Research and development (R&D) is at the heart of rare disease innovation. Due to the complex nature of rare diseases, a comparatively higher percentage of operating expenses is dedicated to R&D for the over 93% of rare diseases without an FDA-approved treatment.
In 2021, our 21 Coalition members alone invested more than $12 billion into R&D, representing on average over half of their annual budgets. In addition, many of our members with products on the market are continuing to spend more on R&D than they make in revenue, investing profits back into future treatment development. The result of these endeavors have built a remarkable hub of innovation, growth and investment across life science companies.
However, a harmful tax change that if not reversed, will hurt rare disease companies’ ability to advance lifesaving innovation while limiting additional job creation and development here in the United States. Up until January 2022, a business in the United States could deduct 100% of their R&D expenses in the year during which those expenses incurred.
Now, a change in the tax code that took effect this year requires businesses to spread those deductions over a period of years—the so-called amortization requirement—making investment in innovation more expensive to conduct.
This week, RDCC joined over 400 organizations across the greater business community to urge Congress to repeal this harmful tax change. Doing so is vital to ensure that rare disease companies can continue to innovate, advance continued and ambitious research and development programs, and bring treatments to patients. On the cusp of significant breakthroughs in molecular, cell and gene therapy advancements, we must continue to support medical innovation taking place at rare disease companies to support delivery of life-altering treatments to rare disease patients.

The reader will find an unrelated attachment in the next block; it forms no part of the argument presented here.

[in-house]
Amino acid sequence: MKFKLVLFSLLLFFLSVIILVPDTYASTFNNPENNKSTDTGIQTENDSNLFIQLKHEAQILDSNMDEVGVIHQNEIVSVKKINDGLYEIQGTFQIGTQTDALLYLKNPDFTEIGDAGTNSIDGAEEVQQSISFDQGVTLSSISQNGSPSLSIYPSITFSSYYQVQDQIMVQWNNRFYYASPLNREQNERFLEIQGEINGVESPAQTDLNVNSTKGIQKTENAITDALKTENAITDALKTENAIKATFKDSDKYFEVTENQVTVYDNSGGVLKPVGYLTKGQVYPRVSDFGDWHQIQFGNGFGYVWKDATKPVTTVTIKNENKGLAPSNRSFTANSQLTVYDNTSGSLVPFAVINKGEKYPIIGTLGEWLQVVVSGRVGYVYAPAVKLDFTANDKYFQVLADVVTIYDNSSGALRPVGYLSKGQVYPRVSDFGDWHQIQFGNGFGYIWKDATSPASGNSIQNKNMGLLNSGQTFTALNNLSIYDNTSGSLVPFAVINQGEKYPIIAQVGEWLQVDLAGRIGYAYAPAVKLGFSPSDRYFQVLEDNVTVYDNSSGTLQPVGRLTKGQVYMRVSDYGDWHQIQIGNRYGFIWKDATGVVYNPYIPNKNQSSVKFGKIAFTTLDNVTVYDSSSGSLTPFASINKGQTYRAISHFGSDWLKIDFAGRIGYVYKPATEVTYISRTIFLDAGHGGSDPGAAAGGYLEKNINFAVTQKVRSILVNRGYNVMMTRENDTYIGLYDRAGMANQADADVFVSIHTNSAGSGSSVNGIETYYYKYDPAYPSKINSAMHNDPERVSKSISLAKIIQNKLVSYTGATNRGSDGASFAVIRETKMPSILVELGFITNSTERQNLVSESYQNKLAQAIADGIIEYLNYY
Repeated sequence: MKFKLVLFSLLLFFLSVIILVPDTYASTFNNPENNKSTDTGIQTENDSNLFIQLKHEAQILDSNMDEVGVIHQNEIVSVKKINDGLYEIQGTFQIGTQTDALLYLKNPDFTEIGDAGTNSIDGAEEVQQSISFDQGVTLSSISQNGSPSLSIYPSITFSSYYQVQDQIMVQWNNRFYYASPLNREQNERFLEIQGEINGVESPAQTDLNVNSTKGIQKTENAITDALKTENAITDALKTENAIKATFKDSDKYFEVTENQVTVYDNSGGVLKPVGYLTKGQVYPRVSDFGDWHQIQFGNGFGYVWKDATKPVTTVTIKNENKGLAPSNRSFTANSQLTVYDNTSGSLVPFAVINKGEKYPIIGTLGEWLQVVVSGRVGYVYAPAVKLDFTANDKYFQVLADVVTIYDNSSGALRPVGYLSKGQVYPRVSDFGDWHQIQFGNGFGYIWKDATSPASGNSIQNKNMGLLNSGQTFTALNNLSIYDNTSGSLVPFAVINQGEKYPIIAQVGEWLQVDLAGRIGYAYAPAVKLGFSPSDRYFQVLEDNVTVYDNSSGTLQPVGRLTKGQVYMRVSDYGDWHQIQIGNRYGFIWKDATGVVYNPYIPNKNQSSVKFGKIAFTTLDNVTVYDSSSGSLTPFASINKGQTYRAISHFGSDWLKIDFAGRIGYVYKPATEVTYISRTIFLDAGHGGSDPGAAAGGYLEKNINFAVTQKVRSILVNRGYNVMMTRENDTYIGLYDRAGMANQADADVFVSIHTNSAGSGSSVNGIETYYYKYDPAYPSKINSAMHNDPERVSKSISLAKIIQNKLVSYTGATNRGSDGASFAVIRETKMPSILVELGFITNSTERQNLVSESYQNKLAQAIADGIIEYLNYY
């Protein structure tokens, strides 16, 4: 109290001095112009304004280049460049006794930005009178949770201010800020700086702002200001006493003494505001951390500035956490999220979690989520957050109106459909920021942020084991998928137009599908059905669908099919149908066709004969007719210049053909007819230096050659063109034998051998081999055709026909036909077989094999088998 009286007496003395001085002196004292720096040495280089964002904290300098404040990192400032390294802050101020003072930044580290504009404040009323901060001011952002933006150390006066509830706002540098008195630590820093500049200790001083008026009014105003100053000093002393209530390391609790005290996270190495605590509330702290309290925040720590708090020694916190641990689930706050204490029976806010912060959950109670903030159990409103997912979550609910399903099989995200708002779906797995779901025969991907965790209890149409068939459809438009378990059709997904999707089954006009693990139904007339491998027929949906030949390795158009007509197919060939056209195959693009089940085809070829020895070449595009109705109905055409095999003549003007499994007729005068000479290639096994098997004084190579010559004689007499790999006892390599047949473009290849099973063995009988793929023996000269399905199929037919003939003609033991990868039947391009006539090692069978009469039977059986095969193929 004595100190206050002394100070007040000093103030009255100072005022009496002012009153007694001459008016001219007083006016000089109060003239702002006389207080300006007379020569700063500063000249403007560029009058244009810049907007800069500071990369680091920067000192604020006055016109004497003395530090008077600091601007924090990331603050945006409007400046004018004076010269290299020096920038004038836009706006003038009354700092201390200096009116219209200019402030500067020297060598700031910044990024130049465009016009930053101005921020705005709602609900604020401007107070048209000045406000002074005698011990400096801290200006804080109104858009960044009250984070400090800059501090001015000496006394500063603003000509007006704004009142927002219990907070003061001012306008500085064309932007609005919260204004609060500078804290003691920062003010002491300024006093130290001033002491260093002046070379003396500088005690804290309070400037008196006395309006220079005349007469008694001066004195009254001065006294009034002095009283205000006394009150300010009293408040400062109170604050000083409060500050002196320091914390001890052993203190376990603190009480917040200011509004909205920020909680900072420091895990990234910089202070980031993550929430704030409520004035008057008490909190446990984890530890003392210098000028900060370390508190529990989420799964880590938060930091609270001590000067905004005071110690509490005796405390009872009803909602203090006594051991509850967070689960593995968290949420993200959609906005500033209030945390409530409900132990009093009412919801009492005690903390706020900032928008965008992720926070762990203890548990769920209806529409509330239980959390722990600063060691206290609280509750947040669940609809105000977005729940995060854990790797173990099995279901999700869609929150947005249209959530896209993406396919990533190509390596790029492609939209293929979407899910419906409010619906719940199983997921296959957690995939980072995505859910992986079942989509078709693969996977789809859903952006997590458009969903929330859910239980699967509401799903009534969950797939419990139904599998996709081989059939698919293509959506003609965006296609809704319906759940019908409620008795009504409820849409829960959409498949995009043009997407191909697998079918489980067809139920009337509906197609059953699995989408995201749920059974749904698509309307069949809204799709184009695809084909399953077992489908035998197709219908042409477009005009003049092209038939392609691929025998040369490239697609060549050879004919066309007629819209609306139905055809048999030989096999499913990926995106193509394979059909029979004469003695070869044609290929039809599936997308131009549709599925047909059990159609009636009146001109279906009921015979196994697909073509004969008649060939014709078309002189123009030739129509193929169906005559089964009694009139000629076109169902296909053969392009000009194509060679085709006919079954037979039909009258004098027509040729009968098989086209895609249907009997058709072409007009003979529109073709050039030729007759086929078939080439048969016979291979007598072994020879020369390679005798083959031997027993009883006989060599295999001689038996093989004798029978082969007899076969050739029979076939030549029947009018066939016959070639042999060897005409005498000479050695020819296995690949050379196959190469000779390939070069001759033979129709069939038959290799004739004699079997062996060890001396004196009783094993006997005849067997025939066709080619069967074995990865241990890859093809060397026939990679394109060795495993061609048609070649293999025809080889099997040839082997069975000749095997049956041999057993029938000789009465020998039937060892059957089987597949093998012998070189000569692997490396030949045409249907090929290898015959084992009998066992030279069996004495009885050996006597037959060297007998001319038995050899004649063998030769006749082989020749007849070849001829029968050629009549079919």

Read the full letter to Congressional leadership here.
The Rare Disease Company Coalition (RDCC) submitted comments on S. 4348, the Food and Drug Administration Safety and Landmark Advancements (FDASLA) Act of 2022. In a follow-up letter to the House Energy & Commerce (E&C) and Senate Health, Education, Labor, and Pensions (HELP) Committees, the RDCC writes to commend the work done to date while strongly encouraging the timely reauthorization of the user fees to ensure continuity of critical funding for the Food and Drug Administration. Timely action will avert a delay in the rare disease drug review process.
Please see here for the RDCC’s letter.